The bell rang but I didn’t hear it. I’d been vaccinated — the first shot — and I was verklempt. Maybe I’d survive.
Living in Woodstock, where there’s less snow than when I first moved here, but more than in the city during the winter, the big chain pharmacy was boycotted for two years but survived. Then there’s the Village Apothecary, all by itself. Dr. Neal has been at its helm since Day 1, and as soon as notice went out that vaccines were going to be made available he signed on to be an administrator.
I knew that I wanted to be vaccinated by Dr. Neal. He’d been my pharmacist for as long as the Apothecary has existed, and he was part of my medical family. I didn’t want to go to the big center that would be administering vaccinations in Kingston — not that I even approached getting on their list. Hours on my computer left me frustrated and frightened that it might never happen, and I know I wasn’t alone in feeling this way. So I got on Dr. Neal’s waiting list, where waiting seemed more hopeful, even if the number of doses he’d likely receive would be less than what the county could expect. On Facebook he was a cheerleader—the impossible would become possible if not now, then.
His first one hundred doses seemed to ride in on a rumor, gone before most anyone had heard it— even in a town where everyone knows someone. A week later, his waiting list received an email alert that there’d be a delivery of vaccines, and we should be on standby alert. This was worse than anticipating a boyfriend’s phone call (or text), someone said. Whether the delivery would be on Wednesday or Thursday wasn’t known.
What about people who don’t live by their computers, or who find this kind of communication challenging? Even for someone like me, who lives hunched over her laptop, navigating the process was daunting. When I’m preparing dinner is one of the rare times I’m separated from my laptop—which was when the email arrived. Glancing at my iPhone I saw the message, SIGN UP NOW! “Sign Up Now,” I said to myself. “Sign Up Now.” You know how it is when you’ve been waiting for something to come about, hopeful and on edge at the same time, but you’ve become numb with anticipation. That’s what happened to me. Luckily, soon enough I was flying up the stairs to my computer, answering questions I’d answered before, to make sure I wasn’t a vaccine risk. I dithered for a minute about what time slot I wanted. Was I crazy? Did it matter? And that was that. My world changed in that moment.
The Woodstock Community Center was the locus for Dr. Neal and his army of volunteers to set up shop. Doors opened on Wednesday at 1 p.m., with five-minute slots allocated for four arms each. Waiting outside for my time to be called, the wind whipping mercilessly, I didn’t know I’d start crying as soon as I entered the room. My time slot was 3:05–3:10 so my best guesstimate is that I was about the one-hundredth arm that Dr. Neal stuck that day. The one-hundredth time that he rang the bell announcing another person had received the vaccination. “Every time somebody gets a shot, this is a celebration, we need to be partying,” Dr. Neal said.
Staying the requisite 15 minutes to make sure I didn’t have a negative reaction, I would’ve sat there all afternoon. I was one of almost 240 people for whom the bell rang on January 20. Two hundred forty people who I imagine went home a little more at ease than when they’d started their day.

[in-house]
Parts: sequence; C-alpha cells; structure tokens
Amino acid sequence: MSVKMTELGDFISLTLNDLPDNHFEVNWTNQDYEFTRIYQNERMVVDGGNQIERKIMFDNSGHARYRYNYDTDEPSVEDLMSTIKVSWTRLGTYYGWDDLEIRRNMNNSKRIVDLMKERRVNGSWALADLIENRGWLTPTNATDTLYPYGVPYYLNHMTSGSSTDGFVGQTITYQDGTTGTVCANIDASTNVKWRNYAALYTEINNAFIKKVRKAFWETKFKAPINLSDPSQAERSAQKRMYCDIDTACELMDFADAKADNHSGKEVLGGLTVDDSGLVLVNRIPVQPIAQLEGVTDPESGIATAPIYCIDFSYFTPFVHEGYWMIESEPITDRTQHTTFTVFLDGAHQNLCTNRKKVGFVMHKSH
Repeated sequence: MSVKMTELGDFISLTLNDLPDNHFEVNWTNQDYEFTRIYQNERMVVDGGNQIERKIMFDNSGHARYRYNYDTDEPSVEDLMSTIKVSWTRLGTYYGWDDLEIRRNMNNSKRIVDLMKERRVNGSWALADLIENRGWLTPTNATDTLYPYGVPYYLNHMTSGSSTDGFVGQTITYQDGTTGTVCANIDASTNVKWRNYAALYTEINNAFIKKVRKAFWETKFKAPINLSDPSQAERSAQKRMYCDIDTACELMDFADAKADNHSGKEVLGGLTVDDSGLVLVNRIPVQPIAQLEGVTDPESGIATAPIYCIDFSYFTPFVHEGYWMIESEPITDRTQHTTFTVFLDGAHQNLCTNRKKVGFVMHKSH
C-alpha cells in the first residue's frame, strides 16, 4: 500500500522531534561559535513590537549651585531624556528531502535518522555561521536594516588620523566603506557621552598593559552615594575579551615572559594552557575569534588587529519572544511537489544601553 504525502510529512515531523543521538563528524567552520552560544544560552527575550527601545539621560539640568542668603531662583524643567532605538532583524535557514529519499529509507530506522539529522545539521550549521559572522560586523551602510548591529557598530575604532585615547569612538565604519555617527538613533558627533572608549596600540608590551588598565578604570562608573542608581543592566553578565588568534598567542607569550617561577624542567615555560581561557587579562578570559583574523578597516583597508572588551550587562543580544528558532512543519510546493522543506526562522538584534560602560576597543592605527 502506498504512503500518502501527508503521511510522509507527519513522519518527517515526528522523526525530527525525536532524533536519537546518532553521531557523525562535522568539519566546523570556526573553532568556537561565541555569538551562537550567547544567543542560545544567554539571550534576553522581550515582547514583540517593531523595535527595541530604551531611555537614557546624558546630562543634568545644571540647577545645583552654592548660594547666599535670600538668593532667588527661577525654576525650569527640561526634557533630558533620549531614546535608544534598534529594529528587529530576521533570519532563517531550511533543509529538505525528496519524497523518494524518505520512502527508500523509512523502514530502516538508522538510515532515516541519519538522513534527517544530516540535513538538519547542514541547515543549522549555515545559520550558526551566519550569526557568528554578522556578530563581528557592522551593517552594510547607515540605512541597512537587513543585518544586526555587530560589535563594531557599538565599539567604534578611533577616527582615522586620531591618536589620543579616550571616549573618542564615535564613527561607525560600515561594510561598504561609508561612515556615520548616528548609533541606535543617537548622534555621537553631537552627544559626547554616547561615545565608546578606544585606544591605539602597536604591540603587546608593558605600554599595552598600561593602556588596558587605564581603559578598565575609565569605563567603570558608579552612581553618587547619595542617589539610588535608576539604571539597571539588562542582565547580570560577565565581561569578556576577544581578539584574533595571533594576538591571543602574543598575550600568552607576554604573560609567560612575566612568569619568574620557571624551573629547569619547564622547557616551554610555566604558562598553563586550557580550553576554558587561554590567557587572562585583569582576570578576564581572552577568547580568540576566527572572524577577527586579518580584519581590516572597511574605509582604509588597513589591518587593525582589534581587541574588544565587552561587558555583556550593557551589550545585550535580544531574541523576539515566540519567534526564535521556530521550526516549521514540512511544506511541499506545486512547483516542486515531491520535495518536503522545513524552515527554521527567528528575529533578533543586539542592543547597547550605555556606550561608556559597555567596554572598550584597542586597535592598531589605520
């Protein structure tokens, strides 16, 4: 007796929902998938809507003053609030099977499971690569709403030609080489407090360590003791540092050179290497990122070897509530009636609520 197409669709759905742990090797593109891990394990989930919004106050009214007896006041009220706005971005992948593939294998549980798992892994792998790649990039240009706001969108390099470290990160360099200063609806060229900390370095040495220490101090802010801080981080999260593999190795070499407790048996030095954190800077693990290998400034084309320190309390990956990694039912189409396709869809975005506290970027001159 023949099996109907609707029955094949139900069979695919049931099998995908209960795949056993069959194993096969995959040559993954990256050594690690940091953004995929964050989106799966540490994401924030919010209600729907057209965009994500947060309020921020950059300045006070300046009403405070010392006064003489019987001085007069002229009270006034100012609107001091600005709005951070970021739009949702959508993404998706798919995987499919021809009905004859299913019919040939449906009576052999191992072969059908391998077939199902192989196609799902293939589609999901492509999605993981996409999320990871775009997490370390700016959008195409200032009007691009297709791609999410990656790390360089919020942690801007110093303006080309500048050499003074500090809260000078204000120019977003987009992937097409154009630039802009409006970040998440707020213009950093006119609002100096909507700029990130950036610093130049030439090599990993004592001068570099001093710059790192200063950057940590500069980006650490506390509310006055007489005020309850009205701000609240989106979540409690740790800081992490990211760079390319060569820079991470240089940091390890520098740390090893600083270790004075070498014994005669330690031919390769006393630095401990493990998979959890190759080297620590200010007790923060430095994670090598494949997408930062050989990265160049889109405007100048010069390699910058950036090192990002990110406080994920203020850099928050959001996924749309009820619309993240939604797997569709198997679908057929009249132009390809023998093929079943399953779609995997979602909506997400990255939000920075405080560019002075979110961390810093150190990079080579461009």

Dr. Neal posted on Facebook: “That brings us to 360 community members I have personally injected a little sanity and relief back into their lives in a seven day period.” He’s right about that.
With the needle’s prick, the leaden blanket the pandemic had thrown over me—and I probably wasn’t alone—began to lift. Already I’m beginning to think of the future in a way that I haven’t in months. I’d walked around saying that the restrictions to my lifestyle weren’t such a big deal. The big deal was wondering whether I’d get sick, maybe really sick. Maybe die. That’s a big deal. I wasn’t alone in worrying about whether I might die from this disease, which in so many ways was inexplicable in its expression—hovering, phantom-like, overall.
By the next week, Dr. Neal would inject 1,204 arms in four days of clinics over three weeks. He had 1,500 people on the waiting list, and 3,000 hits to the site within the first 15 minutes. Feelings of desperation and panic set in as you scramble to get lucky. He’d put together the infrastructure in 12 hours that’s made this possible. Dr. Neal readily admitted, “I’m a big mouth,” and he’d put that big mouth to good use —vaccine roll-out. A local, independent holistic pharmacy in a small upstate town was leading the charge, offering a how-to model for Covid vaccination procedures.
Our town, populated by aging hippies — who pretty much are computer savvy and can drive — in a sense we’re easy targets. Taking the show on the road, Dr. Neal has been visiting churches in nearby communities vaccinating those who don’t get around easily. While this may be the most challenging thing he’s ever done, the rewards, he says, are exponential. “To give people this gift—everyone is crying.”
But, now, for some reason Dr. Neal and the Village Apothecary aren’t getting any more first dose allotments. Not since the big chains came on board. For a pool of thousands waiting, which is constantly expanding without the capacity to meet the demands, the stories I’ve heard indicate that their process can best be described as a nightmare. The promise of the vaccine feels intangible, heightening the anxiety and hopelessness that this will never end.
Against the backdrop of the recent advice to double-mask my vaccination seems even timelier. Four weeks later, on Thursday, February 17 I got to hear the bell ring a second time with my second dose, one of the 360 lucky ones that day.